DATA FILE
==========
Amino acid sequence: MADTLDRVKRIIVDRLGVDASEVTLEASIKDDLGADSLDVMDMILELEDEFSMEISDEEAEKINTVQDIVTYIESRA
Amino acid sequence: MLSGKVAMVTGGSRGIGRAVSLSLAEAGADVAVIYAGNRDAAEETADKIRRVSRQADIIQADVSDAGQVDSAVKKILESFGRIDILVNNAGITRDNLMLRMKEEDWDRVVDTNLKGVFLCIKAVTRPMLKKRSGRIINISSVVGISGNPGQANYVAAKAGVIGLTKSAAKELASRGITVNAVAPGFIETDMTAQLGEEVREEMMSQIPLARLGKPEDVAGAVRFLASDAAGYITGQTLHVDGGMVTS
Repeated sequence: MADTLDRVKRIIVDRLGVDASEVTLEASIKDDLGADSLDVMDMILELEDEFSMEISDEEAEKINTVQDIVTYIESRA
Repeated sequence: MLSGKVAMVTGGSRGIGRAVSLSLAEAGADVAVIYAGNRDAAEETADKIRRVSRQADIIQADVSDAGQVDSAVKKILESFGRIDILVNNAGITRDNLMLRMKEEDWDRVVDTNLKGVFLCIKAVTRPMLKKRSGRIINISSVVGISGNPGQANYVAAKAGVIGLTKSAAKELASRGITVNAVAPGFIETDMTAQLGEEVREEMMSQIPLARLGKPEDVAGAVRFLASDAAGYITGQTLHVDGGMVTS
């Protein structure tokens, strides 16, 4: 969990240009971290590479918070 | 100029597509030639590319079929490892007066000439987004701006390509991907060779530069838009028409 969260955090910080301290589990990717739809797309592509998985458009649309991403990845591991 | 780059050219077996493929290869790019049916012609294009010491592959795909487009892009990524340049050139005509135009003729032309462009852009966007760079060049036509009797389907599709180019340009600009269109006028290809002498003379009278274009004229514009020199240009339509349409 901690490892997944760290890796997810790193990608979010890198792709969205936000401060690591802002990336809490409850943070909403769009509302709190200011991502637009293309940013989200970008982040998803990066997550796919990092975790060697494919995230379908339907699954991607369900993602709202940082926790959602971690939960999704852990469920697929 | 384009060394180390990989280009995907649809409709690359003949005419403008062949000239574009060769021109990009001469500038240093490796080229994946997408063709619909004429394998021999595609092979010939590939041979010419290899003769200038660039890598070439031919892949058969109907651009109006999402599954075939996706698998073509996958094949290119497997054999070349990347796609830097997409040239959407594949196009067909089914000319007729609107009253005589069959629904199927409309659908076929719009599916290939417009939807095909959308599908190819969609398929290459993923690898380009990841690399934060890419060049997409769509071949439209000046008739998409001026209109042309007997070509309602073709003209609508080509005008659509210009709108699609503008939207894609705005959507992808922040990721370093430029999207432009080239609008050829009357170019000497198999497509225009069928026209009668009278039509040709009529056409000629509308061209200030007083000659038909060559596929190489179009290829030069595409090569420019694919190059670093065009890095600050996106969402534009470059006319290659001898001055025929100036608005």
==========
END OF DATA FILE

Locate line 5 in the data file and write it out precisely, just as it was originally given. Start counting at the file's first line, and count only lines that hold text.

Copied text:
């Protein structure tokens, strides 16, 4: 969990240009971290590479918070 | 100029597509030639590319079929490892007066000439987004701006390509991907060779530069838009028409 969260955090910080301290589990990717739809797309592509998985458009649309991403990845591991 | 780059050219077996493929290869790019049916012609294009010491592959795909487009892009990524340049050139005509135009003729032309462009852009966007760079060049036509009797389907599709180019340009600009269109006028290809002498003379009278274009004229514009020199240009339509349409 901690490892997944760290890796997810790193990608979010890198792709969205936000401060690591802002990336809490409850943070909403769009509302709190200011991502637009293309940013989200970008982040998803990066997550796919990092975790060697494919995230379908339907699954991607369900993602709202940082926790959602971690939960999704852990469920697929 | 384009060394180390990989280009995907649809409709690359003949005419403008062949000239574009060769021109990009001469500038240093490796080229994946997408063709619909004429394998021999595609092979010939590939041979010419290899003769200038660039890598070439031919892949058969109907651009109006999402599954075939996706698998073509996958094949290119497997054999070349990347796609830097997409040239959407594949196009067909089914000319007729609107009253005589069959629904199927409309659908076929719009599916290939417009939807095909959308599908190819969609398929290459993923690898380009990841690399934060890419060049997409769509071949439209000046008739998409001026209109042309007997070509309602073709003209609508080509005008659509210009709108699609503008939207894609705005959507992808922040990721370093430029999207432009080239609008050829009357170019000497198999497509225009069928026209009668009278039509040709009529056409000629509308061209200030007083000659038909060559596929190489179009290829030069595409090569420019694919190059670093065009890095600050996106969402534009470059006319290659001898001055025929100036608005």